In Illustrator, when you draw an object, apply a stroke, then resize that object up or down, you can control whether or not the stroke size gets scaled too, or stays the same. The way you control this feature is from the “Transform” palette (Window > Transform). This can be very useful for things like logos, where you want everything to look exactly the same at every size. Let's get started . . .
I'll show you an example of scaling the stroke and the object or path, and an example of scaling the object only. First, draw a simple shape on the artboard like the one below, and apply a stroke. (I used a 5px stroke)
Scaling means to increase or decrease the particular dimension or value for a particular object. Scaling up means increasing the particular dimension, and scaling down means decreasing the particular dimension of that object or living thing.
1. Scaling an Object and the Stroke:
Open your Transform palette, and click on the options in the upper right. You need to make sure “Scale Strokes and Effects” is “checked” in the preferences. This setting works like a toggle switch. If it's unchecked and you click on it, the menu will disappear, and it will be checked. Open the options again to make sure you did it right.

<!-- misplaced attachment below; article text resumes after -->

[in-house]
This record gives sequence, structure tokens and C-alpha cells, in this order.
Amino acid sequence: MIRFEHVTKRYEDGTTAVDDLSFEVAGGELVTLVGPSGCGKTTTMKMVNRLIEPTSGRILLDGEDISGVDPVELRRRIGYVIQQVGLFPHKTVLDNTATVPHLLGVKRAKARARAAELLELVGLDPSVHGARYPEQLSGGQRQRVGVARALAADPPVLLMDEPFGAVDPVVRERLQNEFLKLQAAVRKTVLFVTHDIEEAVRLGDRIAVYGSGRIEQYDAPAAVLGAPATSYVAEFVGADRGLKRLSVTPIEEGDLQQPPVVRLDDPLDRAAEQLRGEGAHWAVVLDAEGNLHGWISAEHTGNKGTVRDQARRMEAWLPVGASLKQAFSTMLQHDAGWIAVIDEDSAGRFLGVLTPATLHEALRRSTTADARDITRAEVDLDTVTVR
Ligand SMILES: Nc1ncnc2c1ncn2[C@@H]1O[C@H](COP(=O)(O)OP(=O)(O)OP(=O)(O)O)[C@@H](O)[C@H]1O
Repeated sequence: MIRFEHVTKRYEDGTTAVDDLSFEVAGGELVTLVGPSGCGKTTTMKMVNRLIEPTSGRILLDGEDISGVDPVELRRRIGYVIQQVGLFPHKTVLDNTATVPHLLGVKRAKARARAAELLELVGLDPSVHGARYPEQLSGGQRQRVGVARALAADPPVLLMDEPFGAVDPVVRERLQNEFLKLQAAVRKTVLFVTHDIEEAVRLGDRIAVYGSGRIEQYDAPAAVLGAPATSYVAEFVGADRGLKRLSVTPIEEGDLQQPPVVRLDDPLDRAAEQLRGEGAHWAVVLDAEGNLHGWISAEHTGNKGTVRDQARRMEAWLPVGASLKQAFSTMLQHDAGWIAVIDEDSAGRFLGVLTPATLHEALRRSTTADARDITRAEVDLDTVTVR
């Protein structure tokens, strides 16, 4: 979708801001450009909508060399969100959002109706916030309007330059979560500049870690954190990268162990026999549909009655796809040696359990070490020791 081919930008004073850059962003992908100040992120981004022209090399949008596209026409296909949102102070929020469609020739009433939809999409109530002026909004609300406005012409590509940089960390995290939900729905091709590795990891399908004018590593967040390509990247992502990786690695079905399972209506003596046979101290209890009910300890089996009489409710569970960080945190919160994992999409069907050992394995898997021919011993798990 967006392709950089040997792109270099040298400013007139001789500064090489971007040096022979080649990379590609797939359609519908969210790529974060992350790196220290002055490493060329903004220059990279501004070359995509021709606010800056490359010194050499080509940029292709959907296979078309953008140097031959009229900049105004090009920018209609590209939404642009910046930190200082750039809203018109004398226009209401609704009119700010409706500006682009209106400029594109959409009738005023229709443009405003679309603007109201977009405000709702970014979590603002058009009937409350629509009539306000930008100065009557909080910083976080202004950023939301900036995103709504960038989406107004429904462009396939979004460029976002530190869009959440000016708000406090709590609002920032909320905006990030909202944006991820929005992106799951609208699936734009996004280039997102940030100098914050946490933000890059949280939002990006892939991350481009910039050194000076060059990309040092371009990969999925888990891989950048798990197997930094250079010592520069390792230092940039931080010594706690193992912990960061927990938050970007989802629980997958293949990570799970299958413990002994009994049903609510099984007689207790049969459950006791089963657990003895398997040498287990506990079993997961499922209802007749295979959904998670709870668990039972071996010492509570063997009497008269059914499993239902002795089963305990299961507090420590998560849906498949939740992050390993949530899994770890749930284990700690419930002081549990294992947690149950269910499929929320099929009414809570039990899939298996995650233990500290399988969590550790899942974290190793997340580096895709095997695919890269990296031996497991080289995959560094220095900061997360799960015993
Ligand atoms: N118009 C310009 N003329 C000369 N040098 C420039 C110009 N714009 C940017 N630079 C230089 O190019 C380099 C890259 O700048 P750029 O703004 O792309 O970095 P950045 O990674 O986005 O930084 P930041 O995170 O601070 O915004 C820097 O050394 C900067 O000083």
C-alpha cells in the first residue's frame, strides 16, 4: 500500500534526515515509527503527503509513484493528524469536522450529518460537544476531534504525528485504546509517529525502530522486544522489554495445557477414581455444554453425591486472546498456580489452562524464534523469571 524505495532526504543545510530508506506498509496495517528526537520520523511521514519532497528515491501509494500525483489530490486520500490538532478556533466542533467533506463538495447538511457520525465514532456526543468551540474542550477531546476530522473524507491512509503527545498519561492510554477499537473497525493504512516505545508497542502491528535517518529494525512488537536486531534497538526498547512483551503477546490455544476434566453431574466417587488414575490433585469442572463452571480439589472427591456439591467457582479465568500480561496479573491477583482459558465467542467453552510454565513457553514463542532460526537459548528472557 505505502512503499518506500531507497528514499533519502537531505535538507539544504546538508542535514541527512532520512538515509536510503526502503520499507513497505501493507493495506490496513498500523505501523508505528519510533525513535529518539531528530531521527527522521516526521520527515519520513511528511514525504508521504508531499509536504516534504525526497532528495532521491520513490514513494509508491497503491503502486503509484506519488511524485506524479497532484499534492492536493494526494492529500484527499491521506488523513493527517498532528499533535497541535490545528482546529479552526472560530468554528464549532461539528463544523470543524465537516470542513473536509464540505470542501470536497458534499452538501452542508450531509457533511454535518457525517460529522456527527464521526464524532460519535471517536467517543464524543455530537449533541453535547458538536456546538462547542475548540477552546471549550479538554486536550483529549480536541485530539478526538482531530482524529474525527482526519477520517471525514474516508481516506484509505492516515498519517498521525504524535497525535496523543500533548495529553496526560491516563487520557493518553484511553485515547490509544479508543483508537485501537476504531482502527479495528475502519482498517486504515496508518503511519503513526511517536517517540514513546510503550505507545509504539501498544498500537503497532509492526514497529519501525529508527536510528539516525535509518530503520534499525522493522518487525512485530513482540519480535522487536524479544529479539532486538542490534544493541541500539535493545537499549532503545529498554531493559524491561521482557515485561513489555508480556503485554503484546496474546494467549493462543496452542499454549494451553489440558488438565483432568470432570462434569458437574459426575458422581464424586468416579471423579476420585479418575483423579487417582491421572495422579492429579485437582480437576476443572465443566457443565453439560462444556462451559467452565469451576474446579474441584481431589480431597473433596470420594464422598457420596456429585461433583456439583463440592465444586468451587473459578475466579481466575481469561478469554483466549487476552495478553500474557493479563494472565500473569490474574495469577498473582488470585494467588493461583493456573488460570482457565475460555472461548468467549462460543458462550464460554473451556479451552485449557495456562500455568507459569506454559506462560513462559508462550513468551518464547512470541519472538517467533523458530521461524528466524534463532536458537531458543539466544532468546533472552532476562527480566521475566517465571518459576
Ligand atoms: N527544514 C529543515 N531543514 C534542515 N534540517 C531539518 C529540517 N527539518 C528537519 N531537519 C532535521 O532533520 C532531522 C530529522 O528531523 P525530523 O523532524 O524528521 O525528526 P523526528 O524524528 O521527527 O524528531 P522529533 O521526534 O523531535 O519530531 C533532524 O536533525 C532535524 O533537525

If you want to increase the stroke, i.e. the thickness of the boundary line, and the size of the whole object in proportion, you have to select the “Scale Strokes & Effects” option. Otherwise, you may choose to increase the size of the object or stroke only. Some illustrator users may get confused as to when they aim to increase both the stroke and object in proportion. If the size of the object gets bigger, but the stroke stays the same, the whole object may look really absurd due to the large size and small thickness of the boundary. In such cases, you may want to increase the size of the stroke and object to scale proportionally.
Now that you have “Scale Strokes and Effects” active, edit your object and scale up (with the black arrow, like normal), and you will notice that not only the object gets bigger, but your stroke as well:
2. Scaling an Object, but NOT the Stroke:
Simply uncheck/deactivate “Scale Strokes and Effects” in the Transform panel.
Now, scale your object, and only the object gets bigger/smaller. Your stroke stays the same!
This feature can save you a lot of trouble keeping things consistent at different sizes, and also works for effects, if you use those, and brush strokes as well. No trickery, just toggling an option in the Transform Panel.
This easy and simple tip works for all the different geometrical shapes.